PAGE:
Also included in the settlement is a uniform return-to-play policy to be adopted by all schools. This new policy will explicitly define how players who receive head blows are treated, and when they may return to games. Critics of the NCAA had pointed out that, until now, the hundreds of individual schools governed by the body dealt with this issue at their own discretion. Collegiate athletes, according to those critics, are put at risk by some schools returning them to the active roster too soon.
The settlement was filed this morning with the U.S. District Court in Chicago, informing the federal judge overseeing the case that an agreement has been reached. The settlement applies to all men and women who participate or participated in college-level football, ice hockey and field hockey, soccer, basketball, wrestling, and lacrosse.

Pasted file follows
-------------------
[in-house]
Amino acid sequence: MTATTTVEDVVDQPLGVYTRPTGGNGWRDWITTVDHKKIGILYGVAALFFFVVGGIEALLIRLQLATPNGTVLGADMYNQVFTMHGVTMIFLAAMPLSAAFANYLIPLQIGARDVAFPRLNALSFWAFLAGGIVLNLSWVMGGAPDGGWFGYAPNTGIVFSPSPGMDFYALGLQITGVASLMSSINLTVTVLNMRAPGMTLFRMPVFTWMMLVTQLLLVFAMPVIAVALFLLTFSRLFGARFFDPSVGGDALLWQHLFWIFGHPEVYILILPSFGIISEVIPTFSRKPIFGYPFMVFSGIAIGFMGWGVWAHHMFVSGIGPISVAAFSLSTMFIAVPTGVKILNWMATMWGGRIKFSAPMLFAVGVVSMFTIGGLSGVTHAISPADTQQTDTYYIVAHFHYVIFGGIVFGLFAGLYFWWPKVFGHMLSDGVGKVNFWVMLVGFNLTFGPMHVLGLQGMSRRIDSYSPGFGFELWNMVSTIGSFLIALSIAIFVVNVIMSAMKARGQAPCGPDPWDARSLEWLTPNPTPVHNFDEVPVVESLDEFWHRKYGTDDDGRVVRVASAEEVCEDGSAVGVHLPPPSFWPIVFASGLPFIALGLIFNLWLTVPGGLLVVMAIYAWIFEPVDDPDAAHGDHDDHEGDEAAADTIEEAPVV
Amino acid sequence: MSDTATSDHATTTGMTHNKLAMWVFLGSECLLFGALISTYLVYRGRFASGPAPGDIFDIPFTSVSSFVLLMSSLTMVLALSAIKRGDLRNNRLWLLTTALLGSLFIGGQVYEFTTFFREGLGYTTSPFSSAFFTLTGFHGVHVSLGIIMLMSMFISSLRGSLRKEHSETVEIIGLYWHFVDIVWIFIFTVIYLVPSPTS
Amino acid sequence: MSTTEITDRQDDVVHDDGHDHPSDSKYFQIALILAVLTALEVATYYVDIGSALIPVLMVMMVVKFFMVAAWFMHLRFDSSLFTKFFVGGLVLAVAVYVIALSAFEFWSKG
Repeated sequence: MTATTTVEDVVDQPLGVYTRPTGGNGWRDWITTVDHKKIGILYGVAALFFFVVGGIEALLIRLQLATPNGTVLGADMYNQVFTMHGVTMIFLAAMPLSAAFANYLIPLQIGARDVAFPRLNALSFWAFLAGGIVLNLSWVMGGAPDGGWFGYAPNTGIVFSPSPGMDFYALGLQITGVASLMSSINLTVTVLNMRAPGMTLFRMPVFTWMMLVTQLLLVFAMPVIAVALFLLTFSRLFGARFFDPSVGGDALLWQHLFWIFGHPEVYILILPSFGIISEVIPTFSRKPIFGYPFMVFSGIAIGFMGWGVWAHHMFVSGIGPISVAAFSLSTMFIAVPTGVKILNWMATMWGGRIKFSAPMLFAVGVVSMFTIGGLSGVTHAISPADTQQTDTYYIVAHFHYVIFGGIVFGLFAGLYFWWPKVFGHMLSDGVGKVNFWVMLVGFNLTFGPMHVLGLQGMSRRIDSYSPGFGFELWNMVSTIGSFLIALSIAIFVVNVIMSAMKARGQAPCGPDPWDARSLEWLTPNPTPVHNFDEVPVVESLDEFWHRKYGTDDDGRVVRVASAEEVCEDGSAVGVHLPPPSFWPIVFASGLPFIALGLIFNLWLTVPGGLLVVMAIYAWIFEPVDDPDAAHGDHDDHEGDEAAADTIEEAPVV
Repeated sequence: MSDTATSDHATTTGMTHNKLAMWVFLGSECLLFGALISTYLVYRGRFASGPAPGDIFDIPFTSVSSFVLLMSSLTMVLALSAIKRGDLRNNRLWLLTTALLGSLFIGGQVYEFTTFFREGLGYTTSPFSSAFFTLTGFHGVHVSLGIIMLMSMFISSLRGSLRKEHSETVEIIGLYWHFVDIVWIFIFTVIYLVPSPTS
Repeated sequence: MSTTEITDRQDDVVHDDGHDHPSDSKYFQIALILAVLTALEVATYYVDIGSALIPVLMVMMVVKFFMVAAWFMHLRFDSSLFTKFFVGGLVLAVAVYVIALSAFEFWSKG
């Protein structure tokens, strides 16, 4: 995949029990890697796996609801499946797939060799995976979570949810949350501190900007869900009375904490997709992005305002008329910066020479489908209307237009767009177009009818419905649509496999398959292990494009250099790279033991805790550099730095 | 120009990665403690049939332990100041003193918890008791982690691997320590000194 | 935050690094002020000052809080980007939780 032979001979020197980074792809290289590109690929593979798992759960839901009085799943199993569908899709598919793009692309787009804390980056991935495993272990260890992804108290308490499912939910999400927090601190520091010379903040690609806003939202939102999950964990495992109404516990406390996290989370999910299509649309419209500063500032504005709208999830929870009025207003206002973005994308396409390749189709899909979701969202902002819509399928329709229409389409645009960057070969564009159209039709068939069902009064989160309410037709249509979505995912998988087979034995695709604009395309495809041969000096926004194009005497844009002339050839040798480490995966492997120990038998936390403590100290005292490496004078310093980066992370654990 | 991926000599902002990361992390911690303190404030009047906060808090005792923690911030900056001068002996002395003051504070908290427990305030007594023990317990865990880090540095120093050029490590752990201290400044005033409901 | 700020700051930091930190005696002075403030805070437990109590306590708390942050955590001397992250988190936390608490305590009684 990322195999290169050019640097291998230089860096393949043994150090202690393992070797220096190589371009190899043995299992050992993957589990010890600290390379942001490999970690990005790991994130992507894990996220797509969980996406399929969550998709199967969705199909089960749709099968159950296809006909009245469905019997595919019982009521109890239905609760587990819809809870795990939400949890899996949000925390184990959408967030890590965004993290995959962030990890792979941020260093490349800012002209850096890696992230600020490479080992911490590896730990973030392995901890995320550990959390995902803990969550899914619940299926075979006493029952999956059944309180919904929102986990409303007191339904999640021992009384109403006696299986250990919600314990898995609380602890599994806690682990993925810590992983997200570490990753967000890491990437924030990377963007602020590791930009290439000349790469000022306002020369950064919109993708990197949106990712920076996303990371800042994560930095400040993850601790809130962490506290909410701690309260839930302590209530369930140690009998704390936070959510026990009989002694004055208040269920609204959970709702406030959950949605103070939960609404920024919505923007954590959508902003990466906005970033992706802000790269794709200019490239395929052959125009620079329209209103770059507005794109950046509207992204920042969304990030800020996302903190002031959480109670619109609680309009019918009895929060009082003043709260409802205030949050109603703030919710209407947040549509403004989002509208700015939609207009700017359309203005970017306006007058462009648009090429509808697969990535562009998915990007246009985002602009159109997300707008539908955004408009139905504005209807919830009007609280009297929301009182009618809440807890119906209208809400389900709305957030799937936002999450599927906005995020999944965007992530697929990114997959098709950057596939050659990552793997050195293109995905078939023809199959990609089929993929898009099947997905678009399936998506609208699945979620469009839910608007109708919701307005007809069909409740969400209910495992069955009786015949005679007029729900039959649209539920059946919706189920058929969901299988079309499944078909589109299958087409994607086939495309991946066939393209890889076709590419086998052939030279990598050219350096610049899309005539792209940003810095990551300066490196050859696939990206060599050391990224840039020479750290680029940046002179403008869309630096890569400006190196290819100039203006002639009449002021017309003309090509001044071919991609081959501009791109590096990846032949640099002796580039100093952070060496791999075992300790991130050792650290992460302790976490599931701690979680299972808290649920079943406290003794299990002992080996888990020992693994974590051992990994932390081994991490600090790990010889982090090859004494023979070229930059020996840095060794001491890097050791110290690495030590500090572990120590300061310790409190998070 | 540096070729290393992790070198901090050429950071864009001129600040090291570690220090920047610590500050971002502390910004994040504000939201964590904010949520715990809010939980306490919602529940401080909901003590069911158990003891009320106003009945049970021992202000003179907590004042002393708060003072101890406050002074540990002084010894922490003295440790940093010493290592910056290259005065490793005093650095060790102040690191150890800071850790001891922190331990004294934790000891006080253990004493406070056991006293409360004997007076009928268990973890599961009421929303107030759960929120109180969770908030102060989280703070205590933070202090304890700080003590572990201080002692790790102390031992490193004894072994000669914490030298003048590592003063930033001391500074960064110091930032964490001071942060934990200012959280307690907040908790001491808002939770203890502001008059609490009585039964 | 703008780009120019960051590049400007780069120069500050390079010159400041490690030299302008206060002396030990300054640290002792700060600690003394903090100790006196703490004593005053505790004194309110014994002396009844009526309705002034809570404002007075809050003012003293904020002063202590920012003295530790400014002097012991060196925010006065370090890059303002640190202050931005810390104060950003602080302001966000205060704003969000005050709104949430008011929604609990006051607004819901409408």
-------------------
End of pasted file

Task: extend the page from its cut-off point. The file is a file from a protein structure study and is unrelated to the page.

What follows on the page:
“I wouldn’t say these changes solve the safety problems, but they do reduce the risks,” said Joseph Siprut, the lead plaintiffs’ attorney. “It’s changed college sports forever.”
However, unlike a proposed settlement in a similar case dealing with the NFL, this deal makes no provision for setting aside money to pay players who actually suffered brain trauma. The NCAA will fund testing only. Those test results may then be used as part of the basis for individual lawsuits brought by the players themselves.
photo by Keith Allison
The Los Angeles Dodgers added a third W to their streak last night in the second game in a series against National League Western Division leaders the San Francisco Giants. LA went into last night’s meeting half a game behind, but emerged as the new leader of their division.